- Copyright Page
- List of Figures
- List of Tables
- List of Contributors
- Researching Management Ideas
- The System of Management Ideas: origins, micro-foundations, and dynamics
- The Lifecycle of Management Ideas: innovation, diffusion, institutionalization, dormancy, and rebirth
- The Philosophy of Management Ideas
- Methods for the Study of Management Ideas
- Management Techniques
- Instrumental Understanding of Management Ideas
- Thought Leaders and Followers: the impact of consultants and advisers on management ideas
- Business Studies and Management Ideas
- Multinational and Transnational Organizations: the role of globalizing actors
- Business Media: from gatekeeping to transmediality
- Management’s Gurus
- The Consumers and Co-Producers of Management Ideas
- The Re-Adoption of Management Ideas: how they come, how they go, and why some come back
- The Persistence of Management Ideas: how framing keeps ‘Lean’ moving
- Evolving Management Ideas
- Popular Management Ideas
- Professional Structures and Practice Change: institutionalization processesin accounting and strategy
- Management Ideas as Standards
- Understanding and Analysing Resistance to Management Ideas
- Performance Implications of Management Ideas
- The (Geo-)Politics of Management Ideas: three moments in the trajectory of an instrument of power
- Management Ideas and the Social Construction of Organizations
- The Role of Family Firms in Corporate Sustainability
- Managing Public Service Professionals Under New Public Management
- Management Ideas in Everyday Life
- Changing the Critique: from critical management studies to activist scholarship
- Alternatives to Management Ideas
- New Directions for Research on Management Ideas
Abstract and Keywords
This short chapter draws together selected insights and views from the various contributions to the handbook in order to consider avenues for further research into management ideas. In particular, the need to make diverse empirical, theoretical, disciplinary, methodological, and conceptual linkages is outlined. Also, emergent themes are identified which include the familiar and important concerns with identifying the impact of management ideas. In addition, debates on possible academic engagement with practitioners in the field along with calls to extend beyond conventional contexts and approaches are discussed. The conclusion reflects briefly on the possibility for extending the reach of studies related to management ideas.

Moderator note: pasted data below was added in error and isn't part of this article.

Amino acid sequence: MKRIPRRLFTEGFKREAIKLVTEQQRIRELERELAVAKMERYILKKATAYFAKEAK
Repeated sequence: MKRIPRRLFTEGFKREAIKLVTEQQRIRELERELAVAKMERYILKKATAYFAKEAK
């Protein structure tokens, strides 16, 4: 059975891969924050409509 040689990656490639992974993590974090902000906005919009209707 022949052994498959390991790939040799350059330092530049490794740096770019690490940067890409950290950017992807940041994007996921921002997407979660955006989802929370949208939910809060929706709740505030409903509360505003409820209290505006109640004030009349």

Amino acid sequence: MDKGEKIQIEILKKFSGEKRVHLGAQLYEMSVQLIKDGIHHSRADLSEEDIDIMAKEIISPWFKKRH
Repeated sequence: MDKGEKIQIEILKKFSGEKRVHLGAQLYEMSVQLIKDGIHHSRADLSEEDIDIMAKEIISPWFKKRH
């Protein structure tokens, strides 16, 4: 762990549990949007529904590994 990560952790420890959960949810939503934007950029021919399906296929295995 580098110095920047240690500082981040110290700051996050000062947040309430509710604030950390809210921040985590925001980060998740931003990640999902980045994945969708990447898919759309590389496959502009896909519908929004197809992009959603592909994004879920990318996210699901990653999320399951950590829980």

Andrew Sturdy is Professor of Management and Organisation at the University of Bristol, UK. Previously, he held posts at Imperial College London and the Universities of Bath, Melbourne and Warwick. His research lies mostly in the field of organisational innovation and the role of management consultancy. His work includes co-authored books such as Beyond Organisational Change (Macmillan), Management Consultancy (Oxford University Press) and Management as Consultancy (Cambridge University Press). He is an associate editor of the Journal of Management Inquiry and a Visiting Professor at Vrije Universiteit Amsterdam (VU). His latest work explores consultancy in national and transnational public sector contexts, including the UK National Health Service.
Stefan Heusinkveld is Associate Professor, Department of Management and Organization, Vrije Universiteit Amsterdam (VU), The Netherlands.
Trish Reay is Professor in Strategic Management and Organization at the University of Alberta School of Business in Edmonton, Canada. She also holds a Visiting Distinguished Professor appointment at Warwick Business School. She currently serves as Editor-in-Chief at Organization Studies. Her research interests include qualitative research methods, organizational and institutional change, professions, and professional identity. She studies these topics in the context of health care and family firms. Published articles from these research streams appear in Academy of Management Journal, Organization Studies, and Journal of Management Studies.
David Strang is Professor of Sociology at Cornell University. His research has focused on the spread of practices in the business, political, and scientific worlds. He has developed statistical methods for the study of diffusion within an event history framework and agent-based models for the simulation of booms and busts in managerial fashion. Strang is author of Learning by Example: Imitation and Innovation at a Global Bank (Princeton, 2010) and has published in journals such as Academy of Management Journal, American Journal of Sociology, and Organization Studies. He has held visiting appointments at the Center for Advanced Study in the Behavioral Sciences, INSEAD, Oxford, the University of Amsterdam, and Tel Aviv University, and received a Ph.D. in sociology from Stanford.
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